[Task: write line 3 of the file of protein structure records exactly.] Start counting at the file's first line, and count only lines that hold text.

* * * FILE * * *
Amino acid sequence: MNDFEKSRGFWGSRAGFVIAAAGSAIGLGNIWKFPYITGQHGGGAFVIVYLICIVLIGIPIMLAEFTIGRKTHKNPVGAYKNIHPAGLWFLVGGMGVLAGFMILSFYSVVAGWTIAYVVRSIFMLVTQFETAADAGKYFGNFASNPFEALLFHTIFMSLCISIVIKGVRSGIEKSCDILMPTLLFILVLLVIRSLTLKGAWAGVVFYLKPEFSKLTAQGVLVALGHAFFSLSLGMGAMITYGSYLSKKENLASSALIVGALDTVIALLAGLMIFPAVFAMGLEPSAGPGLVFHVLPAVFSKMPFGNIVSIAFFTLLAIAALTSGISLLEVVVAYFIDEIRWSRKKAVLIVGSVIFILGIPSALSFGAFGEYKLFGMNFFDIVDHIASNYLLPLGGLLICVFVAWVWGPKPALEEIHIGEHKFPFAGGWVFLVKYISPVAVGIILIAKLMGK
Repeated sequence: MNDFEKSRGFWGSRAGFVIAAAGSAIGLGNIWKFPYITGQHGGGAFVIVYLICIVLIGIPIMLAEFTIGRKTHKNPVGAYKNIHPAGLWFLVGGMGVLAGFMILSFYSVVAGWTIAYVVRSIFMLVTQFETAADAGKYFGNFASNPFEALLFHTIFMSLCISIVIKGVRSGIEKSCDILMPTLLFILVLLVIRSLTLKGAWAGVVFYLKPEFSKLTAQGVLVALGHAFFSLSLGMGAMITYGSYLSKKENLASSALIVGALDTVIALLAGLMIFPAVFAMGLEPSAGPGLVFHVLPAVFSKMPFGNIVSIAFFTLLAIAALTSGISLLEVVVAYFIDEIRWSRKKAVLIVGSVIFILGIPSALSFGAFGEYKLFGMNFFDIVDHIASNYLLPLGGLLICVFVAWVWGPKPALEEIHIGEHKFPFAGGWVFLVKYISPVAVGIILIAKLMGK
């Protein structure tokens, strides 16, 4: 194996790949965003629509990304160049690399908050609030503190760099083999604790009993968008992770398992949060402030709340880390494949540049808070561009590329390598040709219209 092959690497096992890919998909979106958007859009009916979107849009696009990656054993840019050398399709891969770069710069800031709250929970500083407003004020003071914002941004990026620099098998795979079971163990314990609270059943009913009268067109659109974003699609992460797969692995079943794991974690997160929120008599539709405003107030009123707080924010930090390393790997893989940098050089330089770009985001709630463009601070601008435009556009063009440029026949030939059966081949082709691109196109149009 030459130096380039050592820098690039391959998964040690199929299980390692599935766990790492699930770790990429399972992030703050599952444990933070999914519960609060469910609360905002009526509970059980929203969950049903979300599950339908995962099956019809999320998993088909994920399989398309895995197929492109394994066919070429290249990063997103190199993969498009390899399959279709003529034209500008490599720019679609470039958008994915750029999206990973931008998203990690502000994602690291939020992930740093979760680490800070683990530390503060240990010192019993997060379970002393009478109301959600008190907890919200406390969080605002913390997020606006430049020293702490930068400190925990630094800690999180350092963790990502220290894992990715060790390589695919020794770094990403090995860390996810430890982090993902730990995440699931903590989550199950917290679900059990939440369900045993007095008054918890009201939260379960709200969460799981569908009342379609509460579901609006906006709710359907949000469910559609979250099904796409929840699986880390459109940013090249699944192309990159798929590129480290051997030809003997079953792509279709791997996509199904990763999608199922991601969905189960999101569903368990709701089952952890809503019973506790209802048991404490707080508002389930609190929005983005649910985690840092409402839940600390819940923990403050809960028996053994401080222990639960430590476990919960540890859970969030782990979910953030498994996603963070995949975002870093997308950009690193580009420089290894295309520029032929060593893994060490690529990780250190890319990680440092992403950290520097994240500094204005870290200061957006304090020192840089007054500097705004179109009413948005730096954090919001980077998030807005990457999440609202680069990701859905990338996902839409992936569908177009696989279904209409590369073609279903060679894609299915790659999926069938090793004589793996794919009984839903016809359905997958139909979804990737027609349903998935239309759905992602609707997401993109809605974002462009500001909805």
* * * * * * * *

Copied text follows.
């Protein structure tokens, strides 16, 4: 194996790949965003629509990304160049690399908050609030503190760099083999604790009993968008992770398992949060402030709340880390494949540049808070561009590329390598040709219209 092959690497096992890919998909979106958007859009009916979107849009696009990656054993840019050398399709891969770069710069800031709250929970500083407003004020003071914002941004990026620099098998795979079971163990314990609270059943009913009268067109659109974003699609992460797969692995079943794991974690997160929120008599539709405003107030009123707080924010930090390393790997893989940098050089330089770009985001709630463009601070601008435009556009063009440029026949030939059966081949082709691109196109149009 030459130096380039050592820098690039391959998964040690199929299980390692599935766990790492699930770790990429399972992030703050599952444990933070999914519960609060469910609360905002009526509970059980929203969950049903979300599950339908995962099956019809999320998993088909994920399989398309895995197929492109394994066919070429290249990063997103190199993969498009390899399959279709003529034209500008490599720019679609470039958008994915750029999206990973931008998203990690502000994602690291939020992930740093979760680490800070683990530390503060240990010192019993997060379970002393009478109301959600008190907890919200406390969080605002913390997020606006430049020293702490930068400190925990630094800690999180350092963790990502220290894992990715060790390589695919020794770094990403090995860390996810430890982090993902730990995440699931903590989550199950917290679900059990939440369900045993007095008054918890009201939260379960709200969460799981569908009342379609509460579901609006906006709710359907949000469910559609979250099904796409929840699986880390459109940013090249699944192309990159798929590129480290051997030809003997079953792509279709791997996509199904990763999608199922991601969905189960999101569903368990709701089952952890809503019973506790209802048991404490707080508002389930609190929005983005649910985690840092409402839940600390819940923990403050809960028996053994401080222990639960430590476990919960540890859970969030782990979910953030498994996603963070995949975002870093997308950009690193580009420089290894295309520029032929060593893994060490690529990780250190890319990680440092992403950290520097994240500094204005870290200061957006304090020192840089007054500097705004179109009413948005730096954090919001980077998030807005990457999440609202680069990701859905990338996902839409992936569908177009696989279904209409590369073609279903060679894609299915790659999926069938090793004589793996794919009984839903016809359905997958139909979804990737027609349903998935239309759905992602609707997401993109809605974002462009500001909805």